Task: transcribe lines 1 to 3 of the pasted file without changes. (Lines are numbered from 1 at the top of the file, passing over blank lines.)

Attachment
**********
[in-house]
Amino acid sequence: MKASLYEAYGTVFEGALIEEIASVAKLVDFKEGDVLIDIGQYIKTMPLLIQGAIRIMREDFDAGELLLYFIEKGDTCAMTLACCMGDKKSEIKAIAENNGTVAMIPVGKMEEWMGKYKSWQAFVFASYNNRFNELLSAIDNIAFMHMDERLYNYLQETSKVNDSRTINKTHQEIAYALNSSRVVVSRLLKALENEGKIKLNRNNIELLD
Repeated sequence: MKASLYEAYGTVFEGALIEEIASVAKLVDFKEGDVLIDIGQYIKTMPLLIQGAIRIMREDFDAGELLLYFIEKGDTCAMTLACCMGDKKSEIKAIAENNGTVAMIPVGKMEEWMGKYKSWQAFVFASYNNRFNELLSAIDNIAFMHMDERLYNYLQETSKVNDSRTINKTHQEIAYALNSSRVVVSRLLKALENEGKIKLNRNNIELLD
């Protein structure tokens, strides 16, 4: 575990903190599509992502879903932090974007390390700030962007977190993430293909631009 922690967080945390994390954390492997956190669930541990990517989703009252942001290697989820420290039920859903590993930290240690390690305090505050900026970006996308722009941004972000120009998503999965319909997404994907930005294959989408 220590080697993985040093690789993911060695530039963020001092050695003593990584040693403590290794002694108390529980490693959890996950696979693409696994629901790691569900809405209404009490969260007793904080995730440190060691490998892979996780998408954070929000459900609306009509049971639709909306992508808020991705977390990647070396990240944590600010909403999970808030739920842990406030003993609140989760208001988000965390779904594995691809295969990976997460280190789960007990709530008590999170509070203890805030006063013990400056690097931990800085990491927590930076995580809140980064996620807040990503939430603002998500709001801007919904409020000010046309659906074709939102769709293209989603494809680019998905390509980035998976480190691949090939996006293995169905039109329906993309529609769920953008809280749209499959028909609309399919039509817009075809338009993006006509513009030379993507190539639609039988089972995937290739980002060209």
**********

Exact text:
[in-house]
Amino acid sequence: MKASLYEAYGTVFEGALIEEIASVAKLVDFKEGDVLIDIGQYIKTMPLLIQGAIRIMREDFDAGELLLYFIEKGDTCAMTLACCMGDKKSEIKAIAENNGTVAMIPVGKMEEWMGKYKSWQAFVFASYNNRFNELLSAIDNIAFMHMDERLYNYLQETSKVNDSRTINKTHQEIAYALNSSRVVVSRLLKALENEGKIKLNRNNIELLD
Repeated sequence: MKASLYEAYGTVFEGALIEEIASVAKLVDFKEGDVLIDIGQYIKTMPLLIQGAIRIMREDFDAGELLLYFIEKGDTCAMTLACCMGDKKSEIKAIAENNGTVAMIPVGKMEEWMGKYKSWQAFVFASYNNRFNELLSAIDNIAFMHMDERLYNYLQETSKVNDSRTINKTHQEIAYALNSSRVVVSRLLKALENEGKIKLNRNNIELLD